Rep. Marjorie Taylor Greene said Friday she was glad to be booted from her House committee assignments — slinging a series of sharply partisan attacks while also conceding that she was “sorry” for her past conspiratorial statements.
In remarks to reporters outside the Capitol, the Georgia Republican claimed she had “been freed” by the bipartisan vote on Thursday that stripped her of her seats on the House Budget and the House Education and Labor panels.
“If I was on a committee, I’d be wasting my time, because my conservative values wouldn’t be heard and neither would my district’s,” Greene said.
“Now, I have a lot of free time on my hands,” she added, “which means I can talk to a whole lot more people all over this country, and I can talk to more people and make connections and build a huge amount of support.”
Greene’s news conference is the latest flare-up in the weeklong controversy over the congresswoman, which erupted last Tuesday after CNN’s KFile and Media Matters for America reported on some of her past social media activity indicating support for executing prominent Democrats and QAnon conspiracy theories.
But Greene’s embrace of those dangerous claims had been public knowledge well before her election to Congress last November, and POLITICO reported as early as last June on a series of Facebook videos in which she espoused racist, Islamophobic and anti-Semitic views.
Although House GOP leadership condemned Greene’s statements at the time, national Republicans did little in the following months to halt her ascent to the House. And after Greene’s congressional primary victory last August, then-President Donald Trump even praised her on Twitter as a “future Republican Star.”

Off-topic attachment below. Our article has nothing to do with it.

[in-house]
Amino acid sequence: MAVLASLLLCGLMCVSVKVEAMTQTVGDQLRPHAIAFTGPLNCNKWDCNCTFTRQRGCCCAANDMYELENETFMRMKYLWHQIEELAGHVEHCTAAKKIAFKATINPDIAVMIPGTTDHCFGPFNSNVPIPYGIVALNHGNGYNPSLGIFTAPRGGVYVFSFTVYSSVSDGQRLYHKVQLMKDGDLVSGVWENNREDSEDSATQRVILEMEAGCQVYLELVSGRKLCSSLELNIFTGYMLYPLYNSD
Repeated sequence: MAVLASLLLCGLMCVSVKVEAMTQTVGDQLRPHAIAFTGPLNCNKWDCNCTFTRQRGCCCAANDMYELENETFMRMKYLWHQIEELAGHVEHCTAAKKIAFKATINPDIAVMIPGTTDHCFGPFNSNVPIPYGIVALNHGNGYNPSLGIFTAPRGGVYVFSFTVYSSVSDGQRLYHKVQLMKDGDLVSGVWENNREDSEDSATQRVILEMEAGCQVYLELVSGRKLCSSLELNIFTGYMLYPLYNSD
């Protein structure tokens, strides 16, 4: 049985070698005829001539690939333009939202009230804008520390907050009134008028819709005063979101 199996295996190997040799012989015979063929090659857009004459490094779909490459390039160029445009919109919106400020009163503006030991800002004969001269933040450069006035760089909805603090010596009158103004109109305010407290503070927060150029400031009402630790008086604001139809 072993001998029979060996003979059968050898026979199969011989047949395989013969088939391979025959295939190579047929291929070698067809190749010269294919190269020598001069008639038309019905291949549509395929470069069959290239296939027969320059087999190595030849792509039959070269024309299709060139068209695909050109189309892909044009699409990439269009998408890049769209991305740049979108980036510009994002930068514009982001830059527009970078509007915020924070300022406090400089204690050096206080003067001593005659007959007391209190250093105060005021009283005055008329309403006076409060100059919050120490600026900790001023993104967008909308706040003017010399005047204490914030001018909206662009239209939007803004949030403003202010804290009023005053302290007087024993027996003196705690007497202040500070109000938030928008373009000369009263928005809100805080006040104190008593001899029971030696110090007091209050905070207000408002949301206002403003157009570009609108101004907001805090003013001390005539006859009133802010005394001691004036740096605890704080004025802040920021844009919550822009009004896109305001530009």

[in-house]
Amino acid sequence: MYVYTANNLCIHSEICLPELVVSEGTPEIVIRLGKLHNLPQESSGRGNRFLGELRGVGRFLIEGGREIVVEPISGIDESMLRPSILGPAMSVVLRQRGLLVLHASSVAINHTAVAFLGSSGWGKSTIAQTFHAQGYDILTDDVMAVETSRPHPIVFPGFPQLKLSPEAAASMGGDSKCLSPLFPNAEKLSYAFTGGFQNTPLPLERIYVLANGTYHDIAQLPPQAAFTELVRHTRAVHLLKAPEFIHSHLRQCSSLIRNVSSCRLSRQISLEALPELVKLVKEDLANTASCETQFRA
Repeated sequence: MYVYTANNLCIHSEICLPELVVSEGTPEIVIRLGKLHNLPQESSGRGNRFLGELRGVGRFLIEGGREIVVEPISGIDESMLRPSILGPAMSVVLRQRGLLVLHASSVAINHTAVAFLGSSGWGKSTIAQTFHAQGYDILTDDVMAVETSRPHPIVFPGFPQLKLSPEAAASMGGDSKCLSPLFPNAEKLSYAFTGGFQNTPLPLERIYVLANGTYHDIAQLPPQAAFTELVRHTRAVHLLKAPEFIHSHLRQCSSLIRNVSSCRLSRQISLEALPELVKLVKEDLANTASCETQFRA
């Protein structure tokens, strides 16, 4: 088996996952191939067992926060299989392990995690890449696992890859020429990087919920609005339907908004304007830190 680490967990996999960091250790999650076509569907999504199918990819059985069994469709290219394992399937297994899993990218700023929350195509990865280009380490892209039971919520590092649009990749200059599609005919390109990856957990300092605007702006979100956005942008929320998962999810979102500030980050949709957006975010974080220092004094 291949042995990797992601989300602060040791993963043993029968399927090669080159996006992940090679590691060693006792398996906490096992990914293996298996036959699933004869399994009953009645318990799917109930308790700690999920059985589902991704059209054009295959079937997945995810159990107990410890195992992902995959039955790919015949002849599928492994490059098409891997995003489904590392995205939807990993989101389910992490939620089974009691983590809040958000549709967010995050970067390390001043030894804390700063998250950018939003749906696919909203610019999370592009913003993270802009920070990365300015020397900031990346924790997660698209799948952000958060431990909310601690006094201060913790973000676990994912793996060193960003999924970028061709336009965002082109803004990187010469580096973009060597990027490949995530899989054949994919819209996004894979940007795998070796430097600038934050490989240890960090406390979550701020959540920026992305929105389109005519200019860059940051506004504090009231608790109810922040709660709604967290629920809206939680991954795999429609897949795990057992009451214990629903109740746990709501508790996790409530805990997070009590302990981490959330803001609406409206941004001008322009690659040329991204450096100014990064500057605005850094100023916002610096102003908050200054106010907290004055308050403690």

The most recent reporting on Greene’s incendiary rhetoric and bizarre beliefs, however, triggered a new wave of outrage from Democratic lawmakers and Republicans as high-ranking as Senate Minority Leader Mitch McConnell, who described her “loony lies and conspiracy theories” as a “cancer” for the party.
But within the House GOP caucus, the controversy exacerbated existing disputes over the party’s direction in the post-Trump era, and emerged as many conservative members called for Rep. Liz Cheney (R-Wyo.) — the No. 3 House Republican who voted for Trump’s impeachment — to be removed from her leadership role.
House Minority Leader Kevin McCarthy (R-Calif.) came under particular pressure to resolve the intra-party conflict, while top House Democrats warned they would move to strip Greene of her committee assignments if he did not do so himself. Green, who had been seated on the House Education and Labor panel, had suggested prior to her election that the Sandy Hook and Parkland school shootings were hoaxes.
McCarthy appeared to achieve a tenuous ceasefire among House Republicans on Wednesday, when he decided against booting Greene from her committees and defended Cheney ahead of a secret-ballot caucus vote that resulted in the defeat of efforts to oust her from GOP leadership.
House Democrats then proceeded to follow through on their threat to revoke Greene’s committee posts on Thursday, with 11 Republicans also supporting the resolution to strip the congresswoman’s assignments.
In a brief floor speech before the vote, Greene acknowledged that “school shootings are absolutely real” and that “9/11 absolutely happened,” but she stopped short of an apology for her past statements. She also compared the American media to QAnon and attacked Big Tech, “cancel culture” and the Black Lives Matter movement.
On Friday, in a question-and-answer session following her news conference, a reporter pressed the congresswoman on whether there was anything specific she was sorry for saying.
“Oh, of course,” Greene said. “I’m sorry for saying all those things that are wrong and offensive, and I sincerely mean that. And I’m happy to say that. I think it’s good to say when we’ve done something wrong.”
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